After a short (and very entertaining) introduction from Peter Wynne Rees, London City Planning Officer, our panelists took to the stage.
Our Education for Tomorrow debate was overseen by Professor Malou Juelskaer from the University of Aarhus in Denmark who posed a series of probing questions to the panel, comprised of Paul Williams of Stanton Williams, Roger Hawkins from HawkinsBrown and Maria Nesdale from Gensler.
Something that continued to crop up during this ongoing debate was the commercialisation of education design. Hawkins noted during his speech that the competition between universities has altered the direction that many institutions take, with an increasing number of universities utilising high-end architecture to sway students to select their campus for their degrees.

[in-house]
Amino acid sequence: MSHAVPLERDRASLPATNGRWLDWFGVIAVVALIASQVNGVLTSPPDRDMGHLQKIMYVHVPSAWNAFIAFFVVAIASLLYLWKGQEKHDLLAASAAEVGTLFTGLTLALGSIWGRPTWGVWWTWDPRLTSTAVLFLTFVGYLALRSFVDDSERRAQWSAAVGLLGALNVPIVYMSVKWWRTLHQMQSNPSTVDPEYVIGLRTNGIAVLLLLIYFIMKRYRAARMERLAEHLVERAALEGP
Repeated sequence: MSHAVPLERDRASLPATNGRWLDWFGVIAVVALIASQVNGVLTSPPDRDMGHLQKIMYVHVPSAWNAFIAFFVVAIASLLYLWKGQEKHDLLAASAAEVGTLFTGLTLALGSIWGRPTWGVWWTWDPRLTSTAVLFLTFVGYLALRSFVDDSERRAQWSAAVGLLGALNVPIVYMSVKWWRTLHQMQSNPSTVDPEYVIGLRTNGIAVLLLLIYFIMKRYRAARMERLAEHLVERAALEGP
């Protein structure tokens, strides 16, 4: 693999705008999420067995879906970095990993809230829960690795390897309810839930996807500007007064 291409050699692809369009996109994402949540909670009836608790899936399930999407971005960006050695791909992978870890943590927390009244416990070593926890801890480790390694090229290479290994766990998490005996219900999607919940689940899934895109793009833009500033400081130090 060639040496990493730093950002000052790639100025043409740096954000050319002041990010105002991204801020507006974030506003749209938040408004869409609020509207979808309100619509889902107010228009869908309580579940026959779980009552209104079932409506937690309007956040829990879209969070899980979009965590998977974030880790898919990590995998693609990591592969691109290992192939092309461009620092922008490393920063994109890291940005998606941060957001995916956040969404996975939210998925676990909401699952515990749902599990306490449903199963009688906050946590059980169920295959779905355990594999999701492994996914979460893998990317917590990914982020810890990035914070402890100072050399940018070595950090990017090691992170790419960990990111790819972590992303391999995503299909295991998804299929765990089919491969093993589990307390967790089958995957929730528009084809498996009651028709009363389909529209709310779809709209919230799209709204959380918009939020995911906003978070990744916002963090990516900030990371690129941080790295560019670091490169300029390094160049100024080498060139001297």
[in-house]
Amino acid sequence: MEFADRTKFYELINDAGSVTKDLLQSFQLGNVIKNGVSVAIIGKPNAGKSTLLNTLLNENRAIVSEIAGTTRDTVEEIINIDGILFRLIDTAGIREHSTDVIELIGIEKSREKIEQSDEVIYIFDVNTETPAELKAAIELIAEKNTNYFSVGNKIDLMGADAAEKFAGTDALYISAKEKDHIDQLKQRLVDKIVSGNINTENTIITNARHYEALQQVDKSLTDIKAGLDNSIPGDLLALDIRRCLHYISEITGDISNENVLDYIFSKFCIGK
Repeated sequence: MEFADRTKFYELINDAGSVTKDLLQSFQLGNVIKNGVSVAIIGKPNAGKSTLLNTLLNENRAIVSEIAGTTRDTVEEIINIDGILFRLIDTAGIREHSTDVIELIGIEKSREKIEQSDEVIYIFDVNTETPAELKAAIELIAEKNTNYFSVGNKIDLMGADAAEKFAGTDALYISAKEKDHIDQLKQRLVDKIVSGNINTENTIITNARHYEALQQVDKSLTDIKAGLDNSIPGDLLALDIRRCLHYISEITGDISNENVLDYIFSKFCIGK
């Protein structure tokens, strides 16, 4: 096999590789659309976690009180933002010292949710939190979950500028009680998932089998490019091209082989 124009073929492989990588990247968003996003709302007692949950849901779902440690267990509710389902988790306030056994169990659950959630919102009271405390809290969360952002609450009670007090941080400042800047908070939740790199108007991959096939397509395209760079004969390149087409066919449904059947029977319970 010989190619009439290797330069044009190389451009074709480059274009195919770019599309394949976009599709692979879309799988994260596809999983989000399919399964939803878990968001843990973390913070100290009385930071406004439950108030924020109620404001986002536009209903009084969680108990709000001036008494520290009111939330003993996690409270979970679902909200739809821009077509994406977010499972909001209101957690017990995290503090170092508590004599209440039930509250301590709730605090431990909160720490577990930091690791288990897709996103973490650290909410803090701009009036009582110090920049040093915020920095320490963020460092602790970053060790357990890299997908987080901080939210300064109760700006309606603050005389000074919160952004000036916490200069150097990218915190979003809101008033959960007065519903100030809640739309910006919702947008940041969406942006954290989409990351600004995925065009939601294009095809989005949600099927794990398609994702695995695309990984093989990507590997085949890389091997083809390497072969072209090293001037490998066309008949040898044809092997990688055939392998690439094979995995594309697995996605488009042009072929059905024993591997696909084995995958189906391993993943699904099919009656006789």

Williams presented his WAN AWARD-winning design for the Central Saint Martins scheme (which was the location for our drinks reception later in the day) to the audience, using the project as a case study to stress the importance of 'a slipstream between disciplines' and 'bridges between teaching spaces'.
Also on the agenda was the significance of flexible architecture and social learning spaces, Nesdale referring to a study undertaken by Gensler where it was discovered that 71% of students want to study alone but whilst on campus see their tutors as 'facilitators'.
She went on to stress that teaching spaces need to look beyond the basic lecture hall to interactive spaces where students are not just spoken at but can engage in active participation to further the education process, concluding 'non-traditional pedagogy requires non-traditional learning spaces'.
Reports from World Architecture Day